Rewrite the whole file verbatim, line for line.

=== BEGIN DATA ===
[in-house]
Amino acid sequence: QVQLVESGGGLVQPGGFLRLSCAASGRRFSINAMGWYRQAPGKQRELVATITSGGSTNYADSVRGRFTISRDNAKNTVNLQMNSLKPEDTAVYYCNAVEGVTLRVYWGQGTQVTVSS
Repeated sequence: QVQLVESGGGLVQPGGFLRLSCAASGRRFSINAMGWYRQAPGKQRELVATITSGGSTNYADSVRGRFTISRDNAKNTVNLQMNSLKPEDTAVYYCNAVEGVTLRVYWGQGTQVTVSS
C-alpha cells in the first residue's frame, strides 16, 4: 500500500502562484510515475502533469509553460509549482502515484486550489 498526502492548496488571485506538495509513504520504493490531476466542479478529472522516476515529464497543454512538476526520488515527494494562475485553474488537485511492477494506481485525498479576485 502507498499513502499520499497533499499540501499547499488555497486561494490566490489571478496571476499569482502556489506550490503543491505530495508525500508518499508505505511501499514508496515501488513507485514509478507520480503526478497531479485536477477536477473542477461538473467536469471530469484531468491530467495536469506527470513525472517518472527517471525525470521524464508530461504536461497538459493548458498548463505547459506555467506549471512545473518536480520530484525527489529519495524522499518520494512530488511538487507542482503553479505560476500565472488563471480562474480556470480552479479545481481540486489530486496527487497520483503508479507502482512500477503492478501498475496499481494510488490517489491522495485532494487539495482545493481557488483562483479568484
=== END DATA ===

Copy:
[in-house]
Amino acid sequence: QVQLVESGGGLVQPGGFLRLSCAASGRRFSINAMGWYRQAPGKQRELVATITSGGSTNYADSVRGRFTISRDNAKNTVNLQMNSLKPEDTAVYYCNAVEGVTLRVYWGQGTQVTVSS
Repeated sequence: QVQLVESGGGLVQPGGFLRLSCAASGRRFSINAMGWYRQAPGKQRELVATITSGGSTNYADSVRGRFTISRDNAKNTVNLQMNSLKPEDTAVYYCNAVEGVTLRVYWGQGTQVTVSS
C-alpha cells in the first residue's frame, strides 16, 4: 500500500502562484510515475502533469509553460509549482502515484486550489 498526502492548496488571485506538495509513504520504493490531476466542479478529472522516476515529464497543454512538476526520488515527494494562475485553474488537485511492477494506481485525498479576485 502507498499513502499520499497533499499540501499547499488555497486561494490566490489571478496571476499569482502556489506550490503543491505530495508525500508518499508505505511501499514508496515501488513507485514509478507520480503526478497531479485536477477536477473542477461538473467536469471530469484531468491530467495536469506527470513525472517518472527517471525525470521524464508530461504536461497538459493548458498548463505547459506555467506549471512545473518536480520530484525527489529519495524522499518520494512530488511538487507542482503553479505560476500565472488563471480562474480556470480552479479545481481540486489530486496527487497520483503508479507502482512500477503492478501498475496499481494510488490517489491522495485532494487539495482545493481557488483562483479568484